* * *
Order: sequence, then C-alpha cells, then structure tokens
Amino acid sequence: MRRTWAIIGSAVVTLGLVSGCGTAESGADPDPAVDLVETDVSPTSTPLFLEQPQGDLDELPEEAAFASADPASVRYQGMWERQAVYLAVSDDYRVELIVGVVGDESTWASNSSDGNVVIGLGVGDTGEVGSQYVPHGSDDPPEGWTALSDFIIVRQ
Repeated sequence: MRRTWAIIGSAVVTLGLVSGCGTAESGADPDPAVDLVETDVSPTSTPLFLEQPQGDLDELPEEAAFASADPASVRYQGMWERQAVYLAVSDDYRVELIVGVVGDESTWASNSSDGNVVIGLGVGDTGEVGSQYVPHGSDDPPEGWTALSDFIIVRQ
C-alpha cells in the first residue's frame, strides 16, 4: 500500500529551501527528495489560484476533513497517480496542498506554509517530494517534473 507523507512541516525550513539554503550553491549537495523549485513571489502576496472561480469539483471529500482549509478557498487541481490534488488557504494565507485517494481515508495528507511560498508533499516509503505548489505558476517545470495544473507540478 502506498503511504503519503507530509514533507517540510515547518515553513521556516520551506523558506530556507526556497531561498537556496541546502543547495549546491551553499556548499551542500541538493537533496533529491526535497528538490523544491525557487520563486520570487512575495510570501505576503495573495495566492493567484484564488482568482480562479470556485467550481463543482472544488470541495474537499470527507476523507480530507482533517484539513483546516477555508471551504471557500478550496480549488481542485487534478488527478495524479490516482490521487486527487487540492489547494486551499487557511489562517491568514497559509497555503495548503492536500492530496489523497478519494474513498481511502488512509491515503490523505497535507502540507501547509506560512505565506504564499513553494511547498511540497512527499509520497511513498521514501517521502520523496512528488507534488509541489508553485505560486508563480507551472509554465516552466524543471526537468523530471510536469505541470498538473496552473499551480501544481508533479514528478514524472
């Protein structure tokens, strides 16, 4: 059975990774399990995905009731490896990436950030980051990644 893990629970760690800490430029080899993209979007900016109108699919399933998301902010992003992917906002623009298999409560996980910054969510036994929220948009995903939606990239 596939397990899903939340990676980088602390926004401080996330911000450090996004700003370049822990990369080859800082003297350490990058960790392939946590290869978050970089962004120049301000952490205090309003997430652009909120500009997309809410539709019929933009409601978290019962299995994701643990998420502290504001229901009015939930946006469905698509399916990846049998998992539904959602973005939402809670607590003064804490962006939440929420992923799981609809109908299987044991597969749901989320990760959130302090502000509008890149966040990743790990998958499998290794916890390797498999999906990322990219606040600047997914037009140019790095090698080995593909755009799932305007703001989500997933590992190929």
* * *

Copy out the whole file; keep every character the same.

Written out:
Order: sequence, then C-alpha cells, then structure tokens
Amino acid sequence: MRRTWAIIGSAVVTLGLVSGCGTAESGADPDPAVDLVETDVSPTSTPLFLEQPQGDLDELPEEAAFASADPASVRYQGMWERQAVYLAVSDDYRVELIVGVVGDESTWASNSSDGNVVIGLGVGDTGEVGSQYVPHGSDDPPEGWTALSDFIIVRQ
Repeated sequence: MRRTWAIIGSAVVTLGLVSGCGTAESGADPDPAVDLVETDVSPTSTPLFLEQPQGDLDELPEEAAFASADPASVRYQGMWERQAVYLAVSDDYRVELIVGVVGDESTWASNSSDGNVVIGLGVGDTGEVGSQYVPHGSDDPPEGWTALSDFIIVRQ
C-alpha cells in the first residue's frame, strides 16, 4: 500500500529551501527528495489560484476533513497517480496542498506554509517530494517534473 507523507512541516525550513539554503550553491549537495523549485513571489502576496472561480469539483471529500482549509478557498487541481490534488488557504494565507485517494481515508495528507511560498508533499516509503505548489505558476517545470495544473507540478 502506498503511504503519503507530509514533507517540510515547518515553513521556516520551506523558506530556507526556497531561498537556496541546502543547495549546491551553499556548499551542500541538493537533496533529491526535497528538490523544491525557487520563486520570487512575495510570501505576503495573495495566492493567484484564488482568482480562479470556485467550481463543482472544488470541495474537499470527507476523507480530507482533517484539513483546516477555508471551504471557500478550496480549488481542485487534478488527478495524479490516482490521487486527487487540492489547494486551499487557511489562517491568514497559509497555503495548503492536500492530496489523497478519494474513498481511502488512509491515503490523505497535507502540507501547509506560512505565506504564499513553494511547498511540497512527499509520497511513498521514501517521502520523496512528488507534488509541489508553485505560486508563480507551472509554465516552466524543471526537468523530471510536469505541470498538473496552473499551480501544481508533479514528478514524472
């Protein structure tokens, strides 16, 4: 059975990774399990995905009731490896990436950030980051990644 893990629970760690800490430029080899993209979007900016109108699919399933998301902010992003992917906002623009298999409560996980910054969510036994929220948009995903939606990239 596939397990899903939340990676980088602390926004401080996330911000450090996004700003370049822990990369080859800082003297350490990058960790392939946590290869978050970089962004120049301000952490205090309003997430652009909120500009997309809410539709019929933009409601978290019962299995994701643990998420502290504001229901009015939930946006469905698509399916990846049998998992539904959602973005939402809670607590003064804490962006939440929420992923799981609809109908299987044991597969749901989320990760959130302090502000509008890149966040990743790990998958499998290794916890390797498999999906990322990219606040600047997914037009140019790095090698080995593909755009799932305007703001989500997933590992190929």